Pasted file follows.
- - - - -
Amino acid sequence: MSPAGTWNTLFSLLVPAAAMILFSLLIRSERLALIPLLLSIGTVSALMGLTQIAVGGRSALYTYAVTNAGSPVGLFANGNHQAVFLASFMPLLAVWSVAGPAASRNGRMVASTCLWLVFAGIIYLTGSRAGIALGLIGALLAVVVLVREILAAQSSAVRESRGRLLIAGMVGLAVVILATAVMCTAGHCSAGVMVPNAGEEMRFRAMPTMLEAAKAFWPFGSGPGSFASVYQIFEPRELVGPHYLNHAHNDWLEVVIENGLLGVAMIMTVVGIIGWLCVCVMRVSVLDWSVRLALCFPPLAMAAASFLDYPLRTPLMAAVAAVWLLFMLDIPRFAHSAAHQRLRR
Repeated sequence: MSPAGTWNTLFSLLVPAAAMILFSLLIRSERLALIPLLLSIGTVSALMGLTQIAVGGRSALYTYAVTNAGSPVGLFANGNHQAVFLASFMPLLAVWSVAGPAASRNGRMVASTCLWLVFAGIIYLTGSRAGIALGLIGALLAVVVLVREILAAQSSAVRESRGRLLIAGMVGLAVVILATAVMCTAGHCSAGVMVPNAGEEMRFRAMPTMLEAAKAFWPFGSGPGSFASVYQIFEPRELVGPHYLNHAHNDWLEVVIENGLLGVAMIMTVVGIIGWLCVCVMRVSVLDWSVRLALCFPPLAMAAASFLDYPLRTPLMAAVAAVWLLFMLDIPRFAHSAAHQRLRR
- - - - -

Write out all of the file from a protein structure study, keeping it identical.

Amino acid sequence: MSPAGTWNTLFSLLVPAAAMILFSLLIRSERLALIPLLLSIGTVSALMGLTQIAVGGRSALYTYAVTNAGSPVGLFANGNHQAVFLASFMPLLAVWSVAGPAASRNGRMVASTCLWLVFAGIIYLTGSRAGIALGLIGALLAVVVLVREILAAQSSAVRESRGRLLIAGMVGLAVVILATAVMCTAGHCSAGVMVPNAGEEMRFRAMPTMLEAAKAFWPFGSGPGSFASVYQIFEPRELVGPHYLNHAHNDWLEVVIENGLLGVAMIMTVVGIIGWLCVCVMRVSVLDWSVRLALCFPPLAMAAASFLDYPLRTPLMAAVAAVWLLFMLDIPRFAHSAAHQRLRR
Repeated sequence: MSPAGTWNTLFSLLVPAAAMILFSLLIRSERLALIPLLLSIGTVSALMGLTQIAVGGRSALYTYAVTNAGSPVGLFANGNHQAVFLASFMPLLAVWSVAGPAASRNGRMVASTCLWLVFAGIIYLTGSRAGIALGLIGALLAVVVLVREILAAQSSAVRESRGRLLIAGMVGLAVVILATAVMCTAGHCSAGVMVPNAGEEMRFRAMPTMLEAAKAFWPFGSGPGSFASVYQIFEPRELVGPHYLNHAHNDWLEVVIENGLLGVAMIMTVVGIIGWLCVCVMRVSVLDWSVRLALCFPPLAMAAASFLDYPLRTPLMAAVAAVWLLFMLDIPRFAHSAAHQRLRR